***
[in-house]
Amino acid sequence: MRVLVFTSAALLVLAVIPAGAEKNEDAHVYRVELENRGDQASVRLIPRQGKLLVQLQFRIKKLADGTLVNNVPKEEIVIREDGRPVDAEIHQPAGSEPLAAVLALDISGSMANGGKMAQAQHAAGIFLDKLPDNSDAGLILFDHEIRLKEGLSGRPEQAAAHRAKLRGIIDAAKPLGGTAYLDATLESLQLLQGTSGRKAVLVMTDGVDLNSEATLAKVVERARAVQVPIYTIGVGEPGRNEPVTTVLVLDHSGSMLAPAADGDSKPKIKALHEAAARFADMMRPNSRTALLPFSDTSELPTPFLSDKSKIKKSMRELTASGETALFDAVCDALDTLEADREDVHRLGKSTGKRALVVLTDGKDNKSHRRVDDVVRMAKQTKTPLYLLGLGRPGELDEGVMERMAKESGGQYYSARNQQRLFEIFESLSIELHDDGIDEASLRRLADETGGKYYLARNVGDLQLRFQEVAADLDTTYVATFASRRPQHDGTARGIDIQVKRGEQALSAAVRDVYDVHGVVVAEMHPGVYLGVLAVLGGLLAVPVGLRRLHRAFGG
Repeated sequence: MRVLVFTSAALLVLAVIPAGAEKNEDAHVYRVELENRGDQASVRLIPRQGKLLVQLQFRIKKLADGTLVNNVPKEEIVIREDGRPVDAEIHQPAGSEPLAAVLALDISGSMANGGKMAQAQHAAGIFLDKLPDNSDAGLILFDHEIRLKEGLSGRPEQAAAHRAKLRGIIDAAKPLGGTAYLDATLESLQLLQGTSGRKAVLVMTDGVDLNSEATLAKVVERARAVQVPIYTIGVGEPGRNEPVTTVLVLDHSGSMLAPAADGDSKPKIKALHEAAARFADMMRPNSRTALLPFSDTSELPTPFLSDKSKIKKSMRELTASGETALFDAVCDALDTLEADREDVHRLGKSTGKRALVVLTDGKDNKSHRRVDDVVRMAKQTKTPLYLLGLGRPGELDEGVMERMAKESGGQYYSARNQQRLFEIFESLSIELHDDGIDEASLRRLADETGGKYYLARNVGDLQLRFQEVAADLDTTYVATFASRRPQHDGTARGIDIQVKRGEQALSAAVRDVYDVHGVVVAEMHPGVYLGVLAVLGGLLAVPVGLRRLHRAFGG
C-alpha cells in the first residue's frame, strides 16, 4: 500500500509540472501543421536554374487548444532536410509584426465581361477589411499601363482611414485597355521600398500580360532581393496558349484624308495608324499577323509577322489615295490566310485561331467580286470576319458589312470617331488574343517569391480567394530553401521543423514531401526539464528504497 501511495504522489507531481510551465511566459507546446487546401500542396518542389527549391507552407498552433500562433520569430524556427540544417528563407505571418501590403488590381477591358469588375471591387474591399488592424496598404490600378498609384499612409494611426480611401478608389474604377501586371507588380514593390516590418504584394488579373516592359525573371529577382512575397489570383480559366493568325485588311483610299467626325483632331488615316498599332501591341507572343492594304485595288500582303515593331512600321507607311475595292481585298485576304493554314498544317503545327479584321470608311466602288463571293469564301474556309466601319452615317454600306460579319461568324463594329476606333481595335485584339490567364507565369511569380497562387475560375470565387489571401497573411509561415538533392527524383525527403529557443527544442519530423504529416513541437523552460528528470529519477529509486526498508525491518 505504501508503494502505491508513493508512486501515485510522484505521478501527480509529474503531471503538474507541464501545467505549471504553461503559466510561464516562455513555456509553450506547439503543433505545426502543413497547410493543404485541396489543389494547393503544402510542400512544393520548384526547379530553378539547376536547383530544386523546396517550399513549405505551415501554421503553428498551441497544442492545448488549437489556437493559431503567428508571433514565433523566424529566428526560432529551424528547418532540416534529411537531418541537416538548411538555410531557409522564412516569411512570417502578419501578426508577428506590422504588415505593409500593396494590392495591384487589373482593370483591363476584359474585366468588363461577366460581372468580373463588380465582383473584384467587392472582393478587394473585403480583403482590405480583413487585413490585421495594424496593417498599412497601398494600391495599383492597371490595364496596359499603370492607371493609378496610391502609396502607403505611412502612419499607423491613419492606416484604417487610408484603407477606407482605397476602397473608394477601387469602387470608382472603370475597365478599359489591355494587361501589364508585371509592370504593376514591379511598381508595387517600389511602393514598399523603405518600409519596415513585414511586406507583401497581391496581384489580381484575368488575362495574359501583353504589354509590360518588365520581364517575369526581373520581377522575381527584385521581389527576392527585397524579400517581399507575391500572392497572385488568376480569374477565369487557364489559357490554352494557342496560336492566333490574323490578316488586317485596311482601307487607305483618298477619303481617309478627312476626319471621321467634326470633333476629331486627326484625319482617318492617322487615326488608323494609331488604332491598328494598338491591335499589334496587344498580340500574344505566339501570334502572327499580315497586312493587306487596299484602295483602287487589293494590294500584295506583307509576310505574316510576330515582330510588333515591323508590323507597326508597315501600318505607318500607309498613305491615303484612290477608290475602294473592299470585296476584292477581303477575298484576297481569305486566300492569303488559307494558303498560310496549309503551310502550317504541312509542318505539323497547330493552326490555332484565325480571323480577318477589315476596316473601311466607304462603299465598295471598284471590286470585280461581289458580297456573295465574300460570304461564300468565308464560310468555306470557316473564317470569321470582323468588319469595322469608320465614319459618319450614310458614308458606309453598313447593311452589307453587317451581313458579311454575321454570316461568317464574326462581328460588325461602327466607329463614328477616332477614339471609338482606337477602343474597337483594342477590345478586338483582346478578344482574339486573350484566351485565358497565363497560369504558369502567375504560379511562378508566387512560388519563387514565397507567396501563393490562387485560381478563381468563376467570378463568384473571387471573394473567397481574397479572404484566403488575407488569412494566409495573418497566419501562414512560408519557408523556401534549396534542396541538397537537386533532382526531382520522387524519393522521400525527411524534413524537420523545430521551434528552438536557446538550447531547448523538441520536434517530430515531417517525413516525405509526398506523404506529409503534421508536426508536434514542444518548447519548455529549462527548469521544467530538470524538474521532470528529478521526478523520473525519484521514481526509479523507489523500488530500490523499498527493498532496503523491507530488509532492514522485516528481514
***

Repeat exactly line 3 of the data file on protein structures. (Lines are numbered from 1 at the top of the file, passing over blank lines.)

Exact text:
Repeated sequence: MRVLVFTSAALLVLAVIPAGAEKNEDAHVYRVELENRGDQASVRLIPRQGKLLVQLQFRIKKLADGTLVNNVPKEEIVIREDGRPVDAEIHQPAGSEPLAAVLALDISGSMANGGKMAQAQHAAGIFLDKLPDNSDAGLILFDHEIRLKEGLSGRPEQAAAHRAKLRGIIDAAKPLGGTAYLDATLESLQLLQGTSGRKAVLVMTDGVDLNSEATLAKVVERARAVQVPIYTIGVGEPGRNEPVTTVLVLDHSGSMLAPAADGDSKPKIKALHEAAARFADMMRPNSRTALLPFSDTSELPTPFLSDKSKIKKSMRELTASGETALFDAVCDALDTLEADREDVHRLGKSTGKRALVVLTDGKDNKSHRRVDDVVRMAKQTKTPLYLLGLGRPGELDEGVMERMAKESGGQYYSARNQQRLFEIFESLSIELHDDGIDEASLRRLADETGGKYYLARNVGDLQLRFQEVAADLDTTYVATFASRRPQHDGTARGIDIQVKRGEQALSAAVRDVYDVHGVVVAEMHPGVYLGVLAVLGGLLAVPVGLRRLHRAFGG